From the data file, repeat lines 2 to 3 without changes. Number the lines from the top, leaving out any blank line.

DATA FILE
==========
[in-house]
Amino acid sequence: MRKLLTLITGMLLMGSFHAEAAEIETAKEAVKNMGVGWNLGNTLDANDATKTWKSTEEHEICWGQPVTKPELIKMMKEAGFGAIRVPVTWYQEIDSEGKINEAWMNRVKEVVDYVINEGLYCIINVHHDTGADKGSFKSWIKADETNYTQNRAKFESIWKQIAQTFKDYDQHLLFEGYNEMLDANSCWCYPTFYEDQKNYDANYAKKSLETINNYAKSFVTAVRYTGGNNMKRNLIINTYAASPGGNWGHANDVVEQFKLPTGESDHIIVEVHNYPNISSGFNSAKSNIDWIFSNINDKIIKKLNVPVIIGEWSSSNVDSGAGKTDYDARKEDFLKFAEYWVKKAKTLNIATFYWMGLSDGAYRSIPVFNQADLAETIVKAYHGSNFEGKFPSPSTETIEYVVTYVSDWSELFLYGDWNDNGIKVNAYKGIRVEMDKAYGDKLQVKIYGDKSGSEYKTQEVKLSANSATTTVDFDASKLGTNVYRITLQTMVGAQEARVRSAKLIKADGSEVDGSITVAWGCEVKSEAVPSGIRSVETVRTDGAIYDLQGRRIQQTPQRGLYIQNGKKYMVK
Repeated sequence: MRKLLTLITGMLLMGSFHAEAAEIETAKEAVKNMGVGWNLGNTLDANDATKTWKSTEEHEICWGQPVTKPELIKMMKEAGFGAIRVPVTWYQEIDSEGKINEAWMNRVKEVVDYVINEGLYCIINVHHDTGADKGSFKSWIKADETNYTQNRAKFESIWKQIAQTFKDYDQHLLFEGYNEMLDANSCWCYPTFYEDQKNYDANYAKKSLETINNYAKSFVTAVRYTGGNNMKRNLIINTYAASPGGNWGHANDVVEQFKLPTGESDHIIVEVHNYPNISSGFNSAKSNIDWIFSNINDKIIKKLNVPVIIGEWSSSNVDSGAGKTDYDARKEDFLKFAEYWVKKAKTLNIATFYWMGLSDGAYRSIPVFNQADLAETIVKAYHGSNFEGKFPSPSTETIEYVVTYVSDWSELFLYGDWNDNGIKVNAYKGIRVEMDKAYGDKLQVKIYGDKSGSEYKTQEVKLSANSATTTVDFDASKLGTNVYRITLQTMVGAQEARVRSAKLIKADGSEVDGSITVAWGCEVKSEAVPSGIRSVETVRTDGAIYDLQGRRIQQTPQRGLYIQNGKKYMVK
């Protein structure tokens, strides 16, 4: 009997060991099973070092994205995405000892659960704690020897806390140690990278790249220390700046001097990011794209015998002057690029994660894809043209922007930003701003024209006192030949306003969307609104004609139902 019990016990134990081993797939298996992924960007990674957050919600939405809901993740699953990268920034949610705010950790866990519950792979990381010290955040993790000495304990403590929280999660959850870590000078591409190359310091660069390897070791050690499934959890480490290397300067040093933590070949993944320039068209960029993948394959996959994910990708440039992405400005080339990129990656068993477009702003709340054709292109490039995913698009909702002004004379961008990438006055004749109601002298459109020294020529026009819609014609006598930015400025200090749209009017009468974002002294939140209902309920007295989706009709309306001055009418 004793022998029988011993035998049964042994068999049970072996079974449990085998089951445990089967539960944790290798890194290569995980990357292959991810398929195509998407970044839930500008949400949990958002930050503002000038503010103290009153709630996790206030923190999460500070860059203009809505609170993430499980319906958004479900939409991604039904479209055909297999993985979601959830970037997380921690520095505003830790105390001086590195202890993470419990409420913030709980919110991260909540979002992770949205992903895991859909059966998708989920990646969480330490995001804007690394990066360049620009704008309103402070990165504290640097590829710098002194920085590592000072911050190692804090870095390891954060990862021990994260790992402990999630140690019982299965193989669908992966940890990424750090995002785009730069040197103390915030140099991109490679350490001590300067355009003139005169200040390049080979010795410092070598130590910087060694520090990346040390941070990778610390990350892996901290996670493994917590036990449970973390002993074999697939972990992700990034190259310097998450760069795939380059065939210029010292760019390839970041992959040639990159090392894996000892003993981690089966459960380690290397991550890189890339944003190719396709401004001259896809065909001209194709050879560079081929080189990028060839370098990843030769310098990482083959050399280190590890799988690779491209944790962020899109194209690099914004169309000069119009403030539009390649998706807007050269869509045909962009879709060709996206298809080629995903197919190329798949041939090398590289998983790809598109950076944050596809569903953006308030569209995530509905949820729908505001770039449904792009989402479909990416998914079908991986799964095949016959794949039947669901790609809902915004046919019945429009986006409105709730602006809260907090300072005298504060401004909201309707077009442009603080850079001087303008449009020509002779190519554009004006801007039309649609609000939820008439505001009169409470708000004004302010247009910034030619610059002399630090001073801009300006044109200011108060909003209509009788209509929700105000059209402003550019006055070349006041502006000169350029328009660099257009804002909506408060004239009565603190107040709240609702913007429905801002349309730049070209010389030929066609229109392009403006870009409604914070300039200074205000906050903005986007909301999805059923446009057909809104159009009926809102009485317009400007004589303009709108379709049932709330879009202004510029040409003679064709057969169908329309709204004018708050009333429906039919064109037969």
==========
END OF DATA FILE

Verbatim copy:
Amino acid sequence: MRKLLTLITGMLLMGSFHAEAAEIETAKEAVKNMGVGWNLGNTLDANDATKTWKSTEEHEICWGQPVTKPELIKMMKEAGFGAIRVPVTWYQEIDSEGKINEAWMNRVKEVVDYVINEGLYCIINVHHDTGADKGSFKSWIKADETNYTQNRAKFESIWKQIAQTFKDYDQHLLFEGYNEMLDANSCWCYPTFYEDQKNYDANYAKKSLETINNYAKSFVTAVRYTGGNNMKRNLIINTYAASPGGNWGHANDVVEQFKLPTGESDHIIVEVHNYPNISSGFNSAKSNIDWIFSNINDKIIKKLNVPVIIGEWSSSNVDSGAGKTDYDARKEDFLKFAEYWVKKAKTLNIATFYWMGLSDGAYRSIPVFNQADLAETIVKAYHGSNFEGKFPSPSTETIEYVVTYVSDWSELFLYGDWNDNGIKVNAYKGIRVEMDKAYGDKLQVKIYGDKSGSEYKTQEVKLSANSATTTVDFDASKLGTNVYRITLQTMVGAQEARVRSAKLIKADGSEVDGSITVAWGCEVKSEAVPSGIRSVETVRTDGAIYDLQGRRIQQTPQRGLYIQNGKKYMVK
Repeated sequence: MRKLLTLITGMLLMGSFHAEAAEIETAKEAVKNMGVGWNLGNTLDANDATKTWKSTEEHEICWGQPVTKPELIKMMKEAGFGAIRVPVTWYQEIDSEGKINEAWMNRVKEVVDYVINEGLYCIINVHHDTGADKGSFKSWIKADETNYTQNRAKFESIWKQIAQTFKDYDQHLLFEGYNEMLDANSCWCYPTFYEDQKNYDANYAKKSLETINNYAKSFVTAVRYTGGNNMKRNLIINTYAASPGGNWGHANDVVEQFKLPTGESDHIIVEVHNYPNISSGFNSAKSNIDWIFSNINDKIIKKLNVPVIIGEWSSSNVDSGAGKTDYDARKEDFLKFAEYWVKKAKTLNIATFYWMGLSDGAYRSIPVFNQADLAETIVKAYHGSNFEGKFPSPSTETIEYVVTYVSDWSELFLYGDWNDNGIKVNAYKGIRVEMDKAYGDKLQVKIYGDKSGSEYKTQEVKLSANSATTTVDFDASKLGTNVYRITLQTMVGAQEARVRSAKLIKADGSEVDGSITVAWGCEVKSEAVPSGIRSVETVRTDGAIYDLQGRRIQQTPQRGLYIQNGKKYMVK